A website seemingly offering images and icons for download is actually a cover-up for a credit card skimming operation, says Malwarebytes.
Cybercriminals use all kinds of tricks to try to legitimize malicious websites, files, emails, and other content in hopes of trapping unsuspecting users. A new malware campaign analyzed by cybersecurity firm Malwarebytes employs a particularly deceptive strategy to empower credit card skimming attacks.
In a card skimming campaign, hackers gain access to an e-commerce site and hide malicious code on that site. When a customer checks out and enters the credit card information to pay for the purchase, the card details are captured by the criminals behind the operation without the user's knowledge.
In a blog post published Wednesday, Malwarebytes described the process through which one particular website is serving as a host for skimming attacks. On the surface, a site named myicons.net looks innocent enough as it offers images and icons for people to download. Among the images available are favicons, which are icons that appear on a website's browser tab as a means of branding or identification.
Upon investigation, though, Malwarebytes discovered that the domain name of myicons.net was registered just a few days prior and hosted on a server previously identified as malicious. Further, myicons.net appropriated all its content from another site named iconarchive.com simply by pointing to that site within an HTML iframe.
Digging further, Malwarebytes found that several e-commerce sites were loading an Adobe Magento favicon from the myicons.net domain. Though the security firm suspected that this favicon was malicious, it was unable to find any extra code inside it. However, it did uncover malicious activity on the e-commerce sites that were loading the Magento favicon from myicons.net.
Instead of serving up an image file, the myicons.net server was actually loading code consisting of a credit card payment form. This form is loaded dynamically and overrides the PayPal checkout option with its own menu for MasterCard, Visa, Discover, and American Express cards. In the end, any credit card information entered through this form is then sent back to the criminals.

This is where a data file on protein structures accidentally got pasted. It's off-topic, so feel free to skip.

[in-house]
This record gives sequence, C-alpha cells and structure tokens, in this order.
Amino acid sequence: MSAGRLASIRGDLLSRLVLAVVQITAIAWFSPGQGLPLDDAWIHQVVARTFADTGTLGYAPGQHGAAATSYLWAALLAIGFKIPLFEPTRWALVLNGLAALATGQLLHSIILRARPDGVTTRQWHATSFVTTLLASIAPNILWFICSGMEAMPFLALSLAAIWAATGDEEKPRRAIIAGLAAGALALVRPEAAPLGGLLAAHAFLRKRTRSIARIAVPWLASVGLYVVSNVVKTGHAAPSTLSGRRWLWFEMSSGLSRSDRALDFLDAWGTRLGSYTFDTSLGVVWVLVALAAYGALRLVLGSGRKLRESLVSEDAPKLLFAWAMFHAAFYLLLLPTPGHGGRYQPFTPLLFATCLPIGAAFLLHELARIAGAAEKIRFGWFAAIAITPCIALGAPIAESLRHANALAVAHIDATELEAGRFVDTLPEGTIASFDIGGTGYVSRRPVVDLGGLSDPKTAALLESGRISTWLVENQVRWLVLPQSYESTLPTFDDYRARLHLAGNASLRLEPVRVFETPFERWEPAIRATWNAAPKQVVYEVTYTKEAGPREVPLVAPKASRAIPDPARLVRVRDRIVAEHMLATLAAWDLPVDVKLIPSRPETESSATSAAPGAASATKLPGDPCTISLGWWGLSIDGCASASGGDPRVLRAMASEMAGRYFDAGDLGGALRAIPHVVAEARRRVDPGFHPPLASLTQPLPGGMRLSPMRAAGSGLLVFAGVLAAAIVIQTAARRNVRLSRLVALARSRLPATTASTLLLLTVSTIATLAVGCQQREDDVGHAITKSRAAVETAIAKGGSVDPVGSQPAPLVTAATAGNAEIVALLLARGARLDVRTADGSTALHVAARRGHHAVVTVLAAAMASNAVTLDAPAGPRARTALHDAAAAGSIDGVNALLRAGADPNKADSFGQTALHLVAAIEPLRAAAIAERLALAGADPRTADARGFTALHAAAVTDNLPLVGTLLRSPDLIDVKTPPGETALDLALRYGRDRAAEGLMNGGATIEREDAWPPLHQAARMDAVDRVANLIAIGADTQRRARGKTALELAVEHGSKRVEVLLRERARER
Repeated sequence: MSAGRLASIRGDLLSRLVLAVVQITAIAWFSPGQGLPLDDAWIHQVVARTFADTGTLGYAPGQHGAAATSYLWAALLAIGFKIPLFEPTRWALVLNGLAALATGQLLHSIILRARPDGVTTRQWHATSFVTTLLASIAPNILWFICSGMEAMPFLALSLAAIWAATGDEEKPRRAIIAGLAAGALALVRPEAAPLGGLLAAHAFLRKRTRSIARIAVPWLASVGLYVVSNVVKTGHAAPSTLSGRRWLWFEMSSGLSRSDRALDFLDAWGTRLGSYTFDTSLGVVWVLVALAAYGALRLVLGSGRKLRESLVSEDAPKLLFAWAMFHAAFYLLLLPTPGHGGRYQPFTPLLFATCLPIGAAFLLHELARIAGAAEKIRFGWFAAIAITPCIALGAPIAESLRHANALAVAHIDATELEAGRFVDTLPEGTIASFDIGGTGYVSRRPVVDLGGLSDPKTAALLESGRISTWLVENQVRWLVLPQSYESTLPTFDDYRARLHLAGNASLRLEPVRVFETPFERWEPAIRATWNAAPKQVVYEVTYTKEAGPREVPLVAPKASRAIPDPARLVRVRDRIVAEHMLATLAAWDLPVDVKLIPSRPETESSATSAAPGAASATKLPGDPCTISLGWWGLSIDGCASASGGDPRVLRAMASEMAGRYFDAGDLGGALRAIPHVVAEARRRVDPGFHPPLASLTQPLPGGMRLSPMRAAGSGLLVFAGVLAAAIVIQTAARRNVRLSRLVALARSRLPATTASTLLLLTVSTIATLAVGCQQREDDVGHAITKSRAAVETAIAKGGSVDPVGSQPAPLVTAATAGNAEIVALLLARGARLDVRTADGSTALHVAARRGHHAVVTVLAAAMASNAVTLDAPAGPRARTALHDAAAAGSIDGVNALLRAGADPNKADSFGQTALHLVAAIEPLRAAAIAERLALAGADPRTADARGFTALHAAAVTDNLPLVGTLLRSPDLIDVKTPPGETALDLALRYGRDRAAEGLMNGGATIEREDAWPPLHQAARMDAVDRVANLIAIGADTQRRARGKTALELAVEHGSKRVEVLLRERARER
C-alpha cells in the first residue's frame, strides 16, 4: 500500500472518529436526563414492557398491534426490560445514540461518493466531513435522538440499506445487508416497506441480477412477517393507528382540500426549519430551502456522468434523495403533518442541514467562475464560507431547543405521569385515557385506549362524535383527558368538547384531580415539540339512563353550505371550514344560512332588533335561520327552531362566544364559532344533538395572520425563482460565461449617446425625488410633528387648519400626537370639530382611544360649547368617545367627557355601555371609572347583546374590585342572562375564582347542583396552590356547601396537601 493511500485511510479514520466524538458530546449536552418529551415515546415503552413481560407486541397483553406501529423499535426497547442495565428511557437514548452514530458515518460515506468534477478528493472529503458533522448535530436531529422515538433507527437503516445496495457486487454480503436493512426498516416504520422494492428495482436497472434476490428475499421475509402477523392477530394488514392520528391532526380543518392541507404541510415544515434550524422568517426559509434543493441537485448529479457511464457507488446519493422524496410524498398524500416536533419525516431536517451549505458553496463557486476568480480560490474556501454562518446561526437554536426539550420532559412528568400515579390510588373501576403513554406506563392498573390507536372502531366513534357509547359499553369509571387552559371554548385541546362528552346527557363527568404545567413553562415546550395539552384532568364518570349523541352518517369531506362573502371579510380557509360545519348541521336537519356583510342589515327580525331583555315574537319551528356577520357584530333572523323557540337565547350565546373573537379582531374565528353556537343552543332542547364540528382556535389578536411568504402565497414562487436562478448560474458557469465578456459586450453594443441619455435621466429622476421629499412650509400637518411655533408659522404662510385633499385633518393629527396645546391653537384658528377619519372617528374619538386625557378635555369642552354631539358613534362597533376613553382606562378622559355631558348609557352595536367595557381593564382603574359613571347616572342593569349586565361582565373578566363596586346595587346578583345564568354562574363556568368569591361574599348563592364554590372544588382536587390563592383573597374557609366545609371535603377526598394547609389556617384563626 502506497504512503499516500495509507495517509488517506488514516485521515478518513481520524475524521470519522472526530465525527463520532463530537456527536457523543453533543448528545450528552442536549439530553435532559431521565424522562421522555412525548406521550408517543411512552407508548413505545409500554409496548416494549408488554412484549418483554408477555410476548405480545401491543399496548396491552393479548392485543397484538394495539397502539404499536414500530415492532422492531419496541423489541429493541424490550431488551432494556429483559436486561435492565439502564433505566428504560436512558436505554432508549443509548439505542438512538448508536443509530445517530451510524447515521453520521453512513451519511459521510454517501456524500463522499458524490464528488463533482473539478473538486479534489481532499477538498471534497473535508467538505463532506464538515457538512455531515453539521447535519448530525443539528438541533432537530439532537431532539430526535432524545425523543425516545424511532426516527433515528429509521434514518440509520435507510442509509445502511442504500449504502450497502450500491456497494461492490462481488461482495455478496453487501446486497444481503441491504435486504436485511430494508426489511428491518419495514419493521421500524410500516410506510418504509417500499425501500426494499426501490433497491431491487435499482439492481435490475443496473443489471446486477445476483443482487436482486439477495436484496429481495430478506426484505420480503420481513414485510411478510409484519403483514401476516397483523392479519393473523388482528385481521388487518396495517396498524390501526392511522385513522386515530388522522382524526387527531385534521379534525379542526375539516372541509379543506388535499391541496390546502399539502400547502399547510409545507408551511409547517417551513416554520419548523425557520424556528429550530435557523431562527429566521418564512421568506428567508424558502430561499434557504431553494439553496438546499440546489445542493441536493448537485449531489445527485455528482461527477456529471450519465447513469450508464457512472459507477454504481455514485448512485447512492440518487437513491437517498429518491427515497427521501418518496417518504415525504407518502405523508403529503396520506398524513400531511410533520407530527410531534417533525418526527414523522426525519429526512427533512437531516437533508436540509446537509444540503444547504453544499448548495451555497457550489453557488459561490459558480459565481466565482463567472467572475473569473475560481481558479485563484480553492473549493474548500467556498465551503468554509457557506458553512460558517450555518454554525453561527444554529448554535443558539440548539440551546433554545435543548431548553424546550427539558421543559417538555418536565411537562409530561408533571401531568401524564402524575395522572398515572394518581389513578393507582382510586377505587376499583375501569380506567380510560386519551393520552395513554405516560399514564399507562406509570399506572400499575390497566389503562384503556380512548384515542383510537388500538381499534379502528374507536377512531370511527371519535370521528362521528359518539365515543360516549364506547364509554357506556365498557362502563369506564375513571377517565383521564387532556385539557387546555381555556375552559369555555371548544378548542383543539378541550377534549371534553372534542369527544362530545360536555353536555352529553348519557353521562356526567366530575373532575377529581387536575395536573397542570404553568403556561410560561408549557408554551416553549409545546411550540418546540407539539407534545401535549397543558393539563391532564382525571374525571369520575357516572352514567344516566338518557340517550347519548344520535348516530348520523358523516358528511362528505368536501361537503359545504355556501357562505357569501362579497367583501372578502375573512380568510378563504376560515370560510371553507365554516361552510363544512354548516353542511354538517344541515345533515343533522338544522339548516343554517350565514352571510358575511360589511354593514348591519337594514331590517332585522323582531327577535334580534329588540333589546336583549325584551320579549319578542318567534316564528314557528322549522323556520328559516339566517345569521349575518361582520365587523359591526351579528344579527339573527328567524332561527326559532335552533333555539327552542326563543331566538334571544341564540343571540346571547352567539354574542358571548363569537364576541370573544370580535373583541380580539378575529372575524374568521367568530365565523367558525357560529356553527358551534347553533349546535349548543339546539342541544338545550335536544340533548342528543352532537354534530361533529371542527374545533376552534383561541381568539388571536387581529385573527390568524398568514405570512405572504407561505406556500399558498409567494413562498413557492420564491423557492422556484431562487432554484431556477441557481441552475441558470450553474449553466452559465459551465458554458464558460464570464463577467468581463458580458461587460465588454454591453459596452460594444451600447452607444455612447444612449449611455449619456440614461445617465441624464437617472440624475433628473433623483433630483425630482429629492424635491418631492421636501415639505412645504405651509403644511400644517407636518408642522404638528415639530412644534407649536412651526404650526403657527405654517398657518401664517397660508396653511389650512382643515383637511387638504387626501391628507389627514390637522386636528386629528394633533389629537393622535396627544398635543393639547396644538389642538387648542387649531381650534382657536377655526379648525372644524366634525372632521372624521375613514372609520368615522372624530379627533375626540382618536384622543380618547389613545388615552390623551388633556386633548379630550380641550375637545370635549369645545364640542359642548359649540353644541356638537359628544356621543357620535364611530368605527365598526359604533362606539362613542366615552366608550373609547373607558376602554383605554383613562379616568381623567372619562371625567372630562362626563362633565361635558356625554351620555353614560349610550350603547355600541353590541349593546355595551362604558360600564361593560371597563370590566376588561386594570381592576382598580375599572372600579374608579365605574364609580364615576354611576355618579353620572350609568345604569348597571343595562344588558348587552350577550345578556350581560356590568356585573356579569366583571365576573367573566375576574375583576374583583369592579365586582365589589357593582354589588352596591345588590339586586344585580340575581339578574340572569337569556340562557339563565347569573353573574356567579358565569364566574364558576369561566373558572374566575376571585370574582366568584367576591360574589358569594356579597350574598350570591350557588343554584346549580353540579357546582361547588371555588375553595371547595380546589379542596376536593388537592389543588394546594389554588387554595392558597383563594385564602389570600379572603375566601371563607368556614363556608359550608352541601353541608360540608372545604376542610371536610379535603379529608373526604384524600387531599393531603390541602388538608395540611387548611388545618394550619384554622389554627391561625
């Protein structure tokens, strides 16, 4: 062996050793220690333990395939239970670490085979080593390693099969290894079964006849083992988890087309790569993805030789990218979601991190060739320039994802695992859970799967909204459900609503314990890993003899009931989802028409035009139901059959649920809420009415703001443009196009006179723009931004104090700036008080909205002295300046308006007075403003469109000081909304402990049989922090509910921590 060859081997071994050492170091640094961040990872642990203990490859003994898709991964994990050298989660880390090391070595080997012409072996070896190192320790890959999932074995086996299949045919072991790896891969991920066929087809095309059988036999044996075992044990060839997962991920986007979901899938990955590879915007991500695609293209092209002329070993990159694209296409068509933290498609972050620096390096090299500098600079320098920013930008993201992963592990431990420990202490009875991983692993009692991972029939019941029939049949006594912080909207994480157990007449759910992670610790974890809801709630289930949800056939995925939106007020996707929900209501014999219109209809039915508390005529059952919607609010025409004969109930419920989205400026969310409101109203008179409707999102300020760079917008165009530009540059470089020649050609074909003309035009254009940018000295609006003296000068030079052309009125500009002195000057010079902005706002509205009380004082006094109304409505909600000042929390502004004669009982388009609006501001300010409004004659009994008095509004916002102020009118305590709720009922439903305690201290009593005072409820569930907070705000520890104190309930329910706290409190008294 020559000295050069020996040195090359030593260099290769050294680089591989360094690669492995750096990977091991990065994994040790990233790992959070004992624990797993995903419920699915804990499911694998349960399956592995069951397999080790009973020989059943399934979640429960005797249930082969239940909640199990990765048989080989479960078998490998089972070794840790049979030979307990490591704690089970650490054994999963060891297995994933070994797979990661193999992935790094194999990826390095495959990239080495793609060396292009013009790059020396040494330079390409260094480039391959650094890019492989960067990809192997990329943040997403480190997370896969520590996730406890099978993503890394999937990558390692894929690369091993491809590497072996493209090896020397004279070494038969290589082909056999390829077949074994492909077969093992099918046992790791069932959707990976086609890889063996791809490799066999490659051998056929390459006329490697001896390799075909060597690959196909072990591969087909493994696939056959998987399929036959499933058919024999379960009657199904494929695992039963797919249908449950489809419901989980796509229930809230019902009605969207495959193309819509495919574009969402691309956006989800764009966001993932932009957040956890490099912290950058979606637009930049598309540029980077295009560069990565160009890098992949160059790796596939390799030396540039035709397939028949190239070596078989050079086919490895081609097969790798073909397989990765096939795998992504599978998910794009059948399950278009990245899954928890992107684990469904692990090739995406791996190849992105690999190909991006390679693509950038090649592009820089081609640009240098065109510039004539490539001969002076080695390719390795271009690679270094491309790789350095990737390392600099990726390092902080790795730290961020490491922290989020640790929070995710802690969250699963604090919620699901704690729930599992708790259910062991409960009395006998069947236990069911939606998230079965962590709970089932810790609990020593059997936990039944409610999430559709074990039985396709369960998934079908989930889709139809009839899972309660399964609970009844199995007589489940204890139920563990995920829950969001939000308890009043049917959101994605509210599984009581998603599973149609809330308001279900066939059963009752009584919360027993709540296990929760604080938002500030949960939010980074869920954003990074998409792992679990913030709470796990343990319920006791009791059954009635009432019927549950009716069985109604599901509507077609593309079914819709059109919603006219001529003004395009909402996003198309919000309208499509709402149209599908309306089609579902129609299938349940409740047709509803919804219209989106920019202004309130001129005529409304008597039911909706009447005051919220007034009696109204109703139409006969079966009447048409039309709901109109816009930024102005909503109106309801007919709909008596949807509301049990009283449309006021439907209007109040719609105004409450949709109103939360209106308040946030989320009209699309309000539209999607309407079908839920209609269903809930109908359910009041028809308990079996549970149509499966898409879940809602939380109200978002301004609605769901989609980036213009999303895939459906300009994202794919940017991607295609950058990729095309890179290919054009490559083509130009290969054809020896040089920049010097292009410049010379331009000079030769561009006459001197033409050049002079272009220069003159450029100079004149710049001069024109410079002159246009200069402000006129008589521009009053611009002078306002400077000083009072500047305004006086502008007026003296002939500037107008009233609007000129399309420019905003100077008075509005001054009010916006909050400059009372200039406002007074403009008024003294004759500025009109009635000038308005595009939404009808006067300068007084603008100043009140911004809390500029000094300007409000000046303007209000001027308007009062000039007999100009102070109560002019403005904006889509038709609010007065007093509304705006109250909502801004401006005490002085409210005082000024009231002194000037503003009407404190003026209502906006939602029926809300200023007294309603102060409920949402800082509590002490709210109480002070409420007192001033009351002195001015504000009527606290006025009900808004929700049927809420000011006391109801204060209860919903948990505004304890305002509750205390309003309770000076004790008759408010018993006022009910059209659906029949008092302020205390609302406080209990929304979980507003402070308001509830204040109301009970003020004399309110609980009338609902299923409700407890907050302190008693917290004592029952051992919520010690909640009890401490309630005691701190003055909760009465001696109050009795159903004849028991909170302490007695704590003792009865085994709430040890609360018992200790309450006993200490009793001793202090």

Jerome Segura, director of threat intelligence for Malwarebytes, summed up the sophistication of this operation.
Though it relies on the old tactic of card skimming, this particular campaign is fairly new, less than a week old, according to Segura. However, Malwarebytes believes that the criminal group behind it is an established one that is diversifying its operations and running several campaigns at the same time.
Because the campaign is new, it hasn't yet hit a large number of users or sites.
"Like with any ongoing credit card skimming campaign, there are going to be a certain number of victims, typically determined by the size of the operation," Segura said. "We only detected a handful of compromised merchants here, probably due to this having been just rolled out."
Finally, how can website users protect themselves from these types of credit card skimming attacks?
"Web skimming is difficult to protect against because it can affect just about any brand and is invisible to the user," Segura said. "However, you can limit exposure by choosing certain types of payments that do not involve typing out your credit card number each time. Additionally, we recommend web content filtering provided by some security vendors to block known skimming infrastructure."
- How to become a cybersecurity pro: A cheat sheet (TechRepublic)
- Kubernetes security guide (free PDF) (TechRepublic download)
- Information security policy (TechRepublic Premium)
- Online security 101: Tips for protecting your privacy from hackers and spies (ZDNet)
- All the VPN terms you need to know (CNET)
- Cybersecurity and cyberwar: More must-read coverage (TechRepublic on Flipboard)